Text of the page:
• Definitely SKIP the updates at the moment as the install is not really ready for them.
  • Skip the registration for the time being.
  • Now you will need to reboot (it prompts you).
  • When it comes back the System Tray icon will probably be red. Right click to open the AVG User Interface.
  • Click Update Now and it should go ahead and do it.

That is the install complete but you need to check one other thing. One of the features of AVG 8 is the AVG Search Shield, sometimes called the Link Scanner. This intercepts results from the search engines (Google etc.) and inspects them for malicious content—try it and see the little green icons after every hit. Quite how it does that I am not sure but it seemed to take a long time and have a lot of internet traffic. I would imagine that on a dial-up connection it would be impossible. The search engines themselves do some quality checking, if this is doing it real time then it would be better but at what cost. The other thing that bothers me about this is that it could be that you are automatically visiting sites that you wouldn’t otherwise touch with a barge pole (porn etc.) and it will leave the evidence of this in your cache even if it never displays it.

If you decide that you don’t want this facility there are two ways to switch it off. You can use the AVG interface, but if you switch it off there it will forever say that AVG is not fully functional. The other way is with the browser controls. It works using a browser plugin (both IE7 and Firefix, I don’t know about Opera or Safari) and these can be disabled. Go to Tools —>Manage Add-ons—>Enable or Disable Add-ons in IE7 or Tools —>Add-ons in Firefox. This will need to be done on EACH ACCOUNT on your computer.

Now you can register at leisure, if you can figure out how. I haven’t yet! It is worth remembering that, despite all my griping, this is still a free service for which we are grateful.

Update: 20 Jun. As far as I can tell, the Firefox plugin which drives LinkScanner is not Firefox 3 compatible. It will be interesting to see how they update it.

TapHTML Validator extension for Firefox

17 Apr 2008 17:22 by Rick

This *is* available for Mac OS X despite the Firefox Add-ons page saying that it is not. Go to the author’s page to find it.

This is an excellent plugin to check web pages that you have written or other sites for conformance to standards.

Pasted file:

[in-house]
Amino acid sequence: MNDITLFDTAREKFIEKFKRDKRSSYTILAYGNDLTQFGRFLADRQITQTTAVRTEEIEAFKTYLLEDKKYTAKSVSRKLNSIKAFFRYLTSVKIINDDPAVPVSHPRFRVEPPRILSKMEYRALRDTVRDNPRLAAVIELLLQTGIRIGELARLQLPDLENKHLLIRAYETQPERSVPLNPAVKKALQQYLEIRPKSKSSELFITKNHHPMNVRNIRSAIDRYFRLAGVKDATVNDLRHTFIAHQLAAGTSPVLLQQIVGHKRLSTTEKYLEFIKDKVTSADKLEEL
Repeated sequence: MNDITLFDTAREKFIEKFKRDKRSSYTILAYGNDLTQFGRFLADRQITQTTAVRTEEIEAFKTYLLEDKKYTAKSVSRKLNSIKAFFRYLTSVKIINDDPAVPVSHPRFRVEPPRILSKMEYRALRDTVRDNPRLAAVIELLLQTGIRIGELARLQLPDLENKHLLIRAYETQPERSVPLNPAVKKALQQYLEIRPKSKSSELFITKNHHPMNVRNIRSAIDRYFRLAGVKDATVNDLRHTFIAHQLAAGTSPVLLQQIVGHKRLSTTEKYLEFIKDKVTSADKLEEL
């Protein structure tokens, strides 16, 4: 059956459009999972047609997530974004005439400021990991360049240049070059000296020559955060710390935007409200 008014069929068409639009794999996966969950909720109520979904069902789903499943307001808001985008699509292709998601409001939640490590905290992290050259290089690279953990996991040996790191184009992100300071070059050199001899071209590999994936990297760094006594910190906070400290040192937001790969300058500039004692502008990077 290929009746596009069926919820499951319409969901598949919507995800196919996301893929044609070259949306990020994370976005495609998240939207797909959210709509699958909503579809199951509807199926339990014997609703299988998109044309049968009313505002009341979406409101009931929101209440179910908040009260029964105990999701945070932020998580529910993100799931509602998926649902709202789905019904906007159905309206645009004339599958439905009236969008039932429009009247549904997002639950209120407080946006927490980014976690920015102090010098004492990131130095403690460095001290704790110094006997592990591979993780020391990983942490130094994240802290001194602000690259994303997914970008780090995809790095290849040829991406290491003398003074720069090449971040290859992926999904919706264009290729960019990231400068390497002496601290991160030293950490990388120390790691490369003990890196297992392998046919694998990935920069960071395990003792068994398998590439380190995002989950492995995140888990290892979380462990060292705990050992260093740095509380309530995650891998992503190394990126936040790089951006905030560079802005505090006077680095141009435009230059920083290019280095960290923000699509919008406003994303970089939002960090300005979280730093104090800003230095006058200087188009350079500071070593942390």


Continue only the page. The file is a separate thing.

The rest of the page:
TapWhy was Clarkson wrong?

7 Jan 2008 16:01 by Rick

I didn’t see it at the time, but apparently Jeremy Clarkson published his own bank account details in a newspaper article to demonstrate that the loss of the Benefits database was not a big deal. Now he finds that someone has diverted £500 of his money to charity.

In principle, I think he was right, but I wouldn’t have done it. If any money is removed from your account without your permission it is the bank’s fault unless (maybe) you were negligent. The account number and sort codes, your name and address are not secret information. You require more information than that to withdraw or transfer money, but a lot of bank transactions still rely on unreliable signatures and I wouldn’t trust their diligence to check all that carefully.

They say that “The bank cannot find out who did this because of the Data Protection Act and they cannot stop it from happening again.” That is utter rubbish They may not be able to find out who because they probably don’t know who, if it was done by a forged signature, but any clues they do have are criminal evidence and not subject to data protection from the relevant authorities. I think they perhaps mean that they can’t tell Jeremy. I suspect that in this case, he will not be pressing for an investigation, but normally you should.

The flaw seems to be that some Direct Debit forms do not require a signature and the banks allow this. That is not banking, that is a welfare agency and they should be liable. I have never trusted the Direct Debit system, but I hadn’t realised that it was that bad.

It would have been even funnier if the donation was made to Friends of the Earth 🙂

TapGoogle, We’re Sorry

4 Jan 2008 13:16 by Rick

In the office today we had a spate of the Google “We’re Sorry” screen. We have no idea why but it was coming up on quite innocent single word searches. I had a search around and found a few pages of explanation but I think they have made a few mistakes with the error page. First of all, it doesn’t look like a Google page—the font for the logo is wrong—all the Google error pages are like this. Secondly, it is directing you to a less than perfect source of anti-virus and anti-spyware software. Although it is C|Net, there are some very dodgy downloads in there. But most of all, there is no clearly explained reason why the message appears. Admittedly it is better than earlier versions when it told you point-blank that you were infected but a list of possible reasons would be useful.

When it comes to the Captcha needed to continue working, I can’t read many of them.

TapScreen Size/Page Size

16 Nov 2007 09:02 by Rick

There is a disturbing tendency for web pages to get larger and larger. What seems to be happening is that web designers are believing the statistics that say that most people now are buying larger screens. Yes, that is probably true, but it is not the point.

I haven’t bought a 19″ screen to view your web site full size and hitting me in the face. I multi-task, even if women say that men can’t! I want multiple windows open on my screen. In 19″ I can get two good sized windows open and three or four little ones like IM rostas. I can keep my mail box open while I am browsing. I can make notes from web pages. I can refer to one web page whilst viewing another. If you make your web site so it only works when the screen is full width then you are stopping me doing any of those things.